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Hayworth speaks out on Indian country

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Editor's note: U.S. Rep. J.D. Hayworth, Republican, who represents Arizona's 5th district, is one of the most powerful and knowledgeable elected officials in the nation's capitol in relation to Indian affairs. Hayworth was a founder of the Congressional Native American caucus and is currently a member of the powerful House Ways and Means Committee and the House Resources Committee, which has jurisdiction over Indian affairs. He represented a district which included the nation's largest reservation, Navajo, for eight years, before redistricting two years ago. Indian Country Today correspondent Mark Shaffer caught up with Hayworth for breakfast on June 21 before he was scheduled to address an economic seminar in Flagstaff, Ariz. This is part three of a four-part series.

ICT: Do you think the reservation system is the best way of saving the cultures?

Hayworth: It seems to me that reservations, as things have developed, are enclaves of concentrations of cultures and ways of lives. That is one of the positive factors that exist as we've seen things develop. I do believe that we have to see Native American tribes hold on to their cultures and rejoice in those cultures. I believe a lot can be done on reservations and with tribal elders across the country to preserve these basic cultures.

ICT: Many Indian languages, if not already extinct, are on the verge of extinction. What should be done on a national level to address this problem?

Hayworth: We have to make sure and work with the Library of Congress on this to have an aggressive means to make sure that tribal elders, those who still speak those languages, provide a record, a text of that language and its usage and pronunciation guides. The tribes themselves, who could care more about a heritage than those who spring from that heritage? This is an object lesson in sovereignty and self-government quantified with the many tribes with whom I've visited. There has been great care taken in many cases to preserve the old ways and I hope that can continue. There's not a cookie cutter approach. Every tribe is different. But I stand ready to work with my good friend Dale Kildee, D-Mich., on a bipartisan business as co-chairs of the Native American caucus to take whatever steps are necessary to preserve Native cultures.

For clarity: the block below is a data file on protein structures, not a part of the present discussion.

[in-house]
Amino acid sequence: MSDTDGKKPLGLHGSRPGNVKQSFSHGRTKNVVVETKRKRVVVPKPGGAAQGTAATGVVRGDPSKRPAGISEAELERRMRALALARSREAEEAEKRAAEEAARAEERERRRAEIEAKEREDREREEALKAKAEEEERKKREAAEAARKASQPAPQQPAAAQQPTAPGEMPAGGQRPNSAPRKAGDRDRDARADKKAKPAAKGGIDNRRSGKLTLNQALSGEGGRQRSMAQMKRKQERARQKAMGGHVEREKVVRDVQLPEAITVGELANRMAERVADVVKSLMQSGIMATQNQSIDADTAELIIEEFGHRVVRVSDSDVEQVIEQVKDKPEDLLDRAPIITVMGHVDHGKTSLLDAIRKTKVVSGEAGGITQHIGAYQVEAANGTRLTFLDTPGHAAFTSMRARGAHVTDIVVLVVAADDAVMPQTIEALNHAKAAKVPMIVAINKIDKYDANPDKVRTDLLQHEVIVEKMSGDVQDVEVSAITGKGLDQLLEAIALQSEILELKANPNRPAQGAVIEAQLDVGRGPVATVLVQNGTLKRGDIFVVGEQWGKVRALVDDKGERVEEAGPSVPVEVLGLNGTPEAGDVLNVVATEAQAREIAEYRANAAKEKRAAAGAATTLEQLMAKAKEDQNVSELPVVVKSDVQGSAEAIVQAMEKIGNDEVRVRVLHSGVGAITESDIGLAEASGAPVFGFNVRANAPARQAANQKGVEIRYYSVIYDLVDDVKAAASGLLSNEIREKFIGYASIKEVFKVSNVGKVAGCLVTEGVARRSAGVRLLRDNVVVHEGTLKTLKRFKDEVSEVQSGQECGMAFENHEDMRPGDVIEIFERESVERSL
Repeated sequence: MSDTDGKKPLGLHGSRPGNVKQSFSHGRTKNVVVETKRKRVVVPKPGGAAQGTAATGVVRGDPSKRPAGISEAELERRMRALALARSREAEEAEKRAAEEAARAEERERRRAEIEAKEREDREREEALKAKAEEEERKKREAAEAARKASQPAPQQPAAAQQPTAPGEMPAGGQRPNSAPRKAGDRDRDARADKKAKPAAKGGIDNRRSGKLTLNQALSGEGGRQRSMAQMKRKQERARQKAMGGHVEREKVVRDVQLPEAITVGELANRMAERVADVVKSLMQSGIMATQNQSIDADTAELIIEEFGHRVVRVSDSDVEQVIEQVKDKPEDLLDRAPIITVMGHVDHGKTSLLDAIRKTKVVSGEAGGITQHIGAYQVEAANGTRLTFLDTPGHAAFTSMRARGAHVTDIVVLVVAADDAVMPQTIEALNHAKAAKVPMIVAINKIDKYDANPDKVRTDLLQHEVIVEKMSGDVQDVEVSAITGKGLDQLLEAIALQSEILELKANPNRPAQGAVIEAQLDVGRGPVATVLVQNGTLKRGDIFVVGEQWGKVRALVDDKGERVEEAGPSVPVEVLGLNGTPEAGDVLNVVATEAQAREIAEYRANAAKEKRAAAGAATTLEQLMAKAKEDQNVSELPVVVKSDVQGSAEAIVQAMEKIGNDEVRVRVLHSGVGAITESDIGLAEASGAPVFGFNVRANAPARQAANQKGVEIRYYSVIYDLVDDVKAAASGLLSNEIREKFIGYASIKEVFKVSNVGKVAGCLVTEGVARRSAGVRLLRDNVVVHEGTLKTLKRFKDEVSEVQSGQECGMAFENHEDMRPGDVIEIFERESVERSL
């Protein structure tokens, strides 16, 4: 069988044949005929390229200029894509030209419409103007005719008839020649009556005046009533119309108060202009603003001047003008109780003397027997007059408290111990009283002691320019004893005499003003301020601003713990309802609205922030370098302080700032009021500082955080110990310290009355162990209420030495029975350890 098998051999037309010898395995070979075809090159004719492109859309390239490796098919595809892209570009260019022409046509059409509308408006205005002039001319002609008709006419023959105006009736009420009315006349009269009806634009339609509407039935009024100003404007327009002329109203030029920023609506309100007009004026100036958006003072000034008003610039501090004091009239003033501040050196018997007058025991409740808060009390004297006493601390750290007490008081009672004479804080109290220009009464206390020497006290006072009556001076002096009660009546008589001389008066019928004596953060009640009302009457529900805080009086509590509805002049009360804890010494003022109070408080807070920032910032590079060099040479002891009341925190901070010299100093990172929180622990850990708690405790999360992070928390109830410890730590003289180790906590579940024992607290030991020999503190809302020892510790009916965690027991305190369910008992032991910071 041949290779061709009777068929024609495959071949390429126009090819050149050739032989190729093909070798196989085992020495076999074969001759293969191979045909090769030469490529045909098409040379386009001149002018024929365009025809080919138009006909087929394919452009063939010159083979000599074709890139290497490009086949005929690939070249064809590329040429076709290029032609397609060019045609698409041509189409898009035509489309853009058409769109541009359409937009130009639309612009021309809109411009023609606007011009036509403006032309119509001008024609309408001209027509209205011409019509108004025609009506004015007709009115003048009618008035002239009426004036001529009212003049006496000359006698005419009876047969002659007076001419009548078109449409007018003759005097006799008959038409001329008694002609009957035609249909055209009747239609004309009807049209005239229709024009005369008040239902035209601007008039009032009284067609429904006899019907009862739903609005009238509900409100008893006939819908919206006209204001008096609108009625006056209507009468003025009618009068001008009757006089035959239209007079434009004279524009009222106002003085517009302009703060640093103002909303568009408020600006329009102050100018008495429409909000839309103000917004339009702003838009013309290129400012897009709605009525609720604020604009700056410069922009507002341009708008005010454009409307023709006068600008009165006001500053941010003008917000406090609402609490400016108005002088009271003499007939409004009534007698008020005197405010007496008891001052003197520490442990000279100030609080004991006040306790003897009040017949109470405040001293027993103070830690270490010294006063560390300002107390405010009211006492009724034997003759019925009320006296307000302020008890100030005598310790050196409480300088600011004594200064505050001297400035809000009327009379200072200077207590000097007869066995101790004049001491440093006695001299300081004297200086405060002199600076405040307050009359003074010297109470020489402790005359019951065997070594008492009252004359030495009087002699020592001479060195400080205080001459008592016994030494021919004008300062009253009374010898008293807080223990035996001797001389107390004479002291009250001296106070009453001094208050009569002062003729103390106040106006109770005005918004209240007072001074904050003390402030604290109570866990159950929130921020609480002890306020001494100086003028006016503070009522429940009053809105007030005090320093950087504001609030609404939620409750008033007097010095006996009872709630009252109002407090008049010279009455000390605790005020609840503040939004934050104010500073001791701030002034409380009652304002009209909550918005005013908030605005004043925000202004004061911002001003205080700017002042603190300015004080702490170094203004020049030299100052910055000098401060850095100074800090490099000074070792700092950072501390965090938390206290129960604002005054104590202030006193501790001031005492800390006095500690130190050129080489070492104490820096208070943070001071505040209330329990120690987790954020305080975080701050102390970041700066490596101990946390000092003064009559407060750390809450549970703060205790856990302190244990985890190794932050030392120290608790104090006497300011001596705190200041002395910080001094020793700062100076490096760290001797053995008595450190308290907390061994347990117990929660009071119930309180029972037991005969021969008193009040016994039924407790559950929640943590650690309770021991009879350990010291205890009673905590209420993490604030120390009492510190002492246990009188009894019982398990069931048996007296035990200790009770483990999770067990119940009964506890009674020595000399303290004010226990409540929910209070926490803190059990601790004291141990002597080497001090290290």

ICT: Have you come across any particularly inventive ideas by which tribes are preserving their culture?

Hayworth: On the Navajo Nation, the efforts made in not only the schools I visited but the tribal fair and in festivals, and it's inherent in the cultural reverence for the elders. To hear from an elder in Native tongue, to see in so many school presentations the bilingual approach, greetings in native Navajo and acknowledgement in English, I think those efforts are so vitally important. The Window Rock tribal museum has tried to save the culture working with the University of Arizona where some artifacts have been enshrined and cataloged in Tucson. The Navajos are working with the university pro-actively to return those artifacts to the tribe to the tribal museum. Now that we are seeing the Museum of the Native American go up before our very own eyes in Washington, that will give us a confluence and springboard to do many more things. So, I stand ready to work with the trustees of that museum, with Congress and with tribal leaders through the Native American caucus to make sure we preserve these ways.

ICT: Native American schools rank near the bottom in most states in test scores and quality of education delivered. What would you recommend as a course of action for improving reservation schools?